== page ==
This course will discuss four key moments twentieth century philosophy of language and logic. It will cover the Part 1b syllabus materials on Theories of Meaning for the paper in Logic. Feel free to contact me at firstname.lastname@example.org if you have any suggestions, questions, or comments about this course.
An good and comprehensive textbook is: Alexander Miller (2007), Philosophy of Language (2nd ed.), London: Routledge.
Outlines and handouts will be made available on: http://msteenhagen.github.io/teaching/2016tom/
Where and when
Wednesday 3-4. Lecture Block Room 5
Lecture 1: Meaning and Verification
This lecture will consider the relation between the meaning of a sentence and its conditions of verification by discussing early twentieth-century empiricism about meaning. (handout)
A.J. Ayer (1946), Language, Truth and Logic (2nd ed.), London: Gollancz, Introduction & ch. 1.
Lecture 2: The Dogmas of Empiricism
This lecture will discuss criticisms of meaning empiricism. In particular, we will look at the arguments put forward by Quine. (handout)
W.V.O. Quine (1951), ‘Two Dogmas of Empiricism,’ Philosophical Review (60), 20-43. http://www.jstor.org/stable/2181906.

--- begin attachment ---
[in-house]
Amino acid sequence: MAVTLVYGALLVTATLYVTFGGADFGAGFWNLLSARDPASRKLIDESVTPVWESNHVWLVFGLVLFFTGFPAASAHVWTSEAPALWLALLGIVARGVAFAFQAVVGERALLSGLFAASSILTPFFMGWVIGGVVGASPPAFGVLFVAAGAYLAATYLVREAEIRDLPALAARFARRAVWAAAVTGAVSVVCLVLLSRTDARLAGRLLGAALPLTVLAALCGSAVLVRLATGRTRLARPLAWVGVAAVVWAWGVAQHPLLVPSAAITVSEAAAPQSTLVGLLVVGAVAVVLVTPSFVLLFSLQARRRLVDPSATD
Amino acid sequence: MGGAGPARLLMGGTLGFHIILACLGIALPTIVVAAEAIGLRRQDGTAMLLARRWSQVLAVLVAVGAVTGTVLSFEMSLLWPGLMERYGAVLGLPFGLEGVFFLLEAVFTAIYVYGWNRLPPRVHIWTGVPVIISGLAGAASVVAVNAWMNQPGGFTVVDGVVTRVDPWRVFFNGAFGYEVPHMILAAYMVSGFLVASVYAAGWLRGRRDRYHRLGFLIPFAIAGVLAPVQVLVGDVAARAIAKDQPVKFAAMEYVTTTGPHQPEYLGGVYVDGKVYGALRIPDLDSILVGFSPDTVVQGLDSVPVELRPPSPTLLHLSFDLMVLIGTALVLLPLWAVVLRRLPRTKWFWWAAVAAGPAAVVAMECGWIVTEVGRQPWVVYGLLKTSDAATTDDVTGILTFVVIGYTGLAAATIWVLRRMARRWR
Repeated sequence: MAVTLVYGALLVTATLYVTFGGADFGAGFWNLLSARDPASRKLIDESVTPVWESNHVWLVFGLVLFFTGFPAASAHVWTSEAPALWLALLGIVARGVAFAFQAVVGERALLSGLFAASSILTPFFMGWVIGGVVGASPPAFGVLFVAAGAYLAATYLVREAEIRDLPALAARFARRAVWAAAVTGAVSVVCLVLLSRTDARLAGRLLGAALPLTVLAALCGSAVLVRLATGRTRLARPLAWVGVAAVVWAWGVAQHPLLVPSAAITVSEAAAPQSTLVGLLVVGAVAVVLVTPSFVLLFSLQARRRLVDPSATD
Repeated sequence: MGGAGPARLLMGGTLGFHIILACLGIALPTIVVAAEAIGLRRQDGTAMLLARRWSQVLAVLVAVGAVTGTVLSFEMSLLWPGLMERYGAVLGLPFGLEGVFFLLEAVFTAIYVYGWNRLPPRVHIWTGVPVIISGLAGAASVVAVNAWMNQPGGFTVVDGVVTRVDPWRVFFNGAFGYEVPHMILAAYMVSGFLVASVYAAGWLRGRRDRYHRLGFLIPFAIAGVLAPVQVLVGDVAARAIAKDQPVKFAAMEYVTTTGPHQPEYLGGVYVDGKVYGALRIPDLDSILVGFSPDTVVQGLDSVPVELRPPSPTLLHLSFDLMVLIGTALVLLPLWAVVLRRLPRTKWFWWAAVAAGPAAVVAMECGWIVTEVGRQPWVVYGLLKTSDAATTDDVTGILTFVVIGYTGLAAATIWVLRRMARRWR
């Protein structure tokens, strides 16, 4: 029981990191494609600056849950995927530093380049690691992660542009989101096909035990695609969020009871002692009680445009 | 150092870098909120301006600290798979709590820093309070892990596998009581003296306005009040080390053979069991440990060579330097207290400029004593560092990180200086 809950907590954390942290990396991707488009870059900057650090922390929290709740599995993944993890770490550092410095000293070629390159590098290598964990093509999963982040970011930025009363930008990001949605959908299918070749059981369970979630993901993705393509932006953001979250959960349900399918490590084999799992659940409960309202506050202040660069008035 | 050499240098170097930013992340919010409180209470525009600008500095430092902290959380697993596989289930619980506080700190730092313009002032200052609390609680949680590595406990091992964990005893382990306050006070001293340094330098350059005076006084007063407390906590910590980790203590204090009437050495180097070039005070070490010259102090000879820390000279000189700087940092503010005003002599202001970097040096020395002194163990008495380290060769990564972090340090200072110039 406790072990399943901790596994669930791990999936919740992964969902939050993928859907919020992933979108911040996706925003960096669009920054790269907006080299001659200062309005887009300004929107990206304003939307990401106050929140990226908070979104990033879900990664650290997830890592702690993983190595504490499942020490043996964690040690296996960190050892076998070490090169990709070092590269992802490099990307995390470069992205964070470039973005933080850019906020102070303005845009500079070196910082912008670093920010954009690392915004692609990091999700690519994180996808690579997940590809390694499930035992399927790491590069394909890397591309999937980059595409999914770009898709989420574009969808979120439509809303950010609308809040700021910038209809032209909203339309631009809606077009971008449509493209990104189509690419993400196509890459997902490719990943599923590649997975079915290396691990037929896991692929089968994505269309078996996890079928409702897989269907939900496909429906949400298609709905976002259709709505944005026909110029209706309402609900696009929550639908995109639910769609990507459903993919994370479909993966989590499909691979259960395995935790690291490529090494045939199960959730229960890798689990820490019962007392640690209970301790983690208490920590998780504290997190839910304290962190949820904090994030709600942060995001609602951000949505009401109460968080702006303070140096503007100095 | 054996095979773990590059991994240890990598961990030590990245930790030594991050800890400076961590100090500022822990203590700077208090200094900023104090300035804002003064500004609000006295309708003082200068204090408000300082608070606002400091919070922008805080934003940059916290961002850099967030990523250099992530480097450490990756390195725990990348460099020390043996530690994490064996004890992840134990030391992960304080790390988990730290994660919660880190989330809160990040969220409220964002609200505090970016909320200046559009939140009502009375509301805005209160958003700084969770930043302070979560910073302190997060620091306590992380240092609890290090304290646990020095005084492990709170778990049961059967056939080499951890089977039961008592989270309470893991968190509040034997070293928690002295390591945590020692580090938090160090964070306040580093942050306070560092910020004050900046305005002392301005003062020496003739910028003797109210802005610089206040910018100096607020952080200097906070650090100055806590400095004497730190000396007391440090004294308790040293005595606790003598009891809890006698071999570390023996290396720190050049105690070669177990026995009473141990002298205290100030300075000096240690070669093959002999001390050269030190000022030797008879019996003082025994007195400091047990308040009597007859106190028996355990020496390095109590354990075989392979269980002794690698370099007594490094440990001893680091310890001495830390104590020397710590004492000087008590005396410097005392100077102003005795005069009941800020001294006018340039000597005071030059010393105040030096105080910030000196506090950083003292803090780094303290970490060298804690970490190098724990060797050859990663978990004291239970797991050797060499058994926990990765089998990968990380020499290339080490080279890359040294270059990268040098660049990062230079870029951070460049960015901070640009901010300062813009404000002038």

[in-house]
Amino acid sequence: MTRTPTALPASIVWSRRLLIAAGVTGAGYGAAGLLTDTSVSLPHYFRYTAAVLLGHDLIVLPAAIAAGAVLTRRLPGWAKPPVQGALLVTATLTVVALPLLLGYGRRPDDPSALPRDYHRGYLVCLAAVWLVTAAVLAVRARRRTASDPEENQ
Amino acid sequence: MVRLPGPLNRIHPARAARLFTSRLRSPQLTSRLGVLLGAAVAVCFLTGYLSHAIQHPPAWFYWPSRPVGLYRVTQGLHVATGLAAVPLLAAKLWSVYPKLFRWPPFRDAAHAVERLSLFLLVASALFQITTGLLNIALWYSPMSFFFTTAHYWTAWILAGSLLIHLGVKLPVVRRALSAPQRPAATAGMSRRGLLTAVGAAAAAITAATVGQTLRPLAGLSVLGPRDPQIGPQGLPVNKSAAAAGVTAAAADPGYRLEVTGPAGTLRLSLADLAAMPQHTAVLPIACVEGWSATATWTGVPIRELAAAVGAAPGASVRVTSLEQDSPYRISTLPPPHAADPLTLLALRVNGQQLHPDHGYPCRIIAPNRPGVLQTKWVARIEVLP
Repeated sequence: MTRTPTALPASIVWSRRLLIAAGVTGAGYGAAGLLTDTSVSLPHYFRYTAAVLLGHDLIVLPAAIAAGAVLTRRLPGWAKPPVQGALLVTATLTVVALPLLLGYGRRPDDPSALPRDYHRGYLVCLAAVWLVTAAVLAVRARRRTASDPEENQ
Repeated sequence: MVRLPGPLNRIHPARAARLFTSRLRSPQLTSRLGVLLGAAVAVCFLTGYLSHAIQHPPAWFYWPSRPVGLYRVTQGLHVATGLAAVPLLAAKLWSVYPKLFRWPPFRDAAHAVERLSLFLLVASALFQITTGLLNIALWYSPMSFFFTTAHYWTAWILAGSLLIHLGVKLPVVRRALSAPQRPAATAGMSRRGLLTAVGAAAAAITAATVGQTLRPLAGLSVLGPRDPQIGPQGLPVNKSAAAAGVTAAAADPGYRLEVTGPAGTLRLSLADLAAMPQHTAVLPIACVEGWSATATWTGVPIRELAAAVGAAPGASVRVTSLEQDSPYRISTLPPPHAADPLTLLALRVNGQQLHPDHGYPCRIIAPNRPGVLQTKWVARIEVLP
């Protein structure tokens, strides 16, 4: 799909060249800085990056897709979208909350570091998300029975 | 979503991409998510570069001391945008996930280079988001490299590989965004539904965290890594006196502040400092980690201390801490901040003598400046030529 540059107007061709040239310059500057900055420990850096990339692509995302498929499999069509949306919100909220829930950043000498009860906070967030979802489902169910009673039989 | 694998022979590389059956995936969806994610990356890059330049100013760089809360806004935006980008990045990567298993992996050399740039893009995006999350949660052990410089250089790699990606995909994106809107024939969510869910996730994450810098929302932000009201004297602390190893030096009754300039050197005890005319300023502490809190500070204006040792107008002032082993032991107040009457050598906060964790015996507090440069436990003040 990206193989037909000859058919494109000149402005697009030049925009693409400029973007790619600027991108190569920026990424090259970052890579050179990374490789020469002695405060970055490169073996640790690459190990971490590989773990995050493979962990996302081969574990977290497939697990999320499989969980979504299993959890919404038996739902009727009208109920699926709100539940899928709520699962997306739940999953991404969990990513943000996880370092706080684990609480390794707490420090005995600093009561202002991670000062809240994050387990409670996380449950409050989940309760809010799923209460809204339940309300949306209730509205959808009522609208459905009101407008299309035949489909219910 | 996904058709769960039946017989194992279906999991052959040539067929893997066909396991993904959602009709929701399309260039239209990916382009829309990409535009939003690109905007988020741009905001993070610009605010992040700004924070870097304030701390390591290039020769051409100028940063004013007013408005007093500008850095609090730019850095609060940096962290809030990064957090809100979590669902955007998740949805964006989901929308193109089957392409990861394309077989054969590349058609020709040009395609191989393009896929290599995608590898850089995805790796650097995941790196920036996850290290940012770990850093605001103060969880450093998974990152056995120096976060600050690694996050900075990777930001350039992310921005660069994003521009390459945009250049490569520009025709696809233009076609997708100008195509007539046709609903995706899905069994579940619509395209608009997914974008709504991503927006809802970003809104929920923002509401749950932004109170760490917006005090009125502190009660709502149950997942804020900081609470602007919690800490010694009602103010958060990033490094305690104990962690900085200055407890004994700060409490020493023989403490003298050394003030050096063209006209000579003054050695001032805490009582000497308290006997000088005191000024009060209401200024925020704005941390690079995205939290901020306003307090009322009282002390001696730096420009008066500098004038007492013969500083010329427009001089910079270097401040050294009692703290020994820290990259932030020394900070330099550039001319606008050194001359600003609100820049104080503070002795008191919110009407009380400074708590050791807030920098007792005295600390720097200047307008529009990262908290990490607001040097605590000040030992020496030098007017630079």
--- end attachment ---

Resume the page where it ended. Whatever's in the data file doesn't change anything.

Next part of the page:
Lecture 3: Compositional Semantics
This lecture will consider the relation between the meaning of a sentence and the meaning of its parts by unpacking Davidson’s arguments about the learnability of language. (handout)
Donald Davidson (1984) Inquiries into Truth and Interpretation, Oxford: Oxford University Press, ch. 1 (‘Theories of meaning and learnable languages’). Available online at: http://doi.org/10.1093/0199246297.003.0001.
Lecture 4: Pragmatics
This lecture will look at radical contextualism about meaning by considering the relation between the meaning of a sentence and the context of its utterance. (handout)
Charles Travis (1997), ‘Pragmatics,’ in A Companion to the Philosophy of Language, B. Hale and C. Wright (eds.), Oxford: Blackwell, 87-107.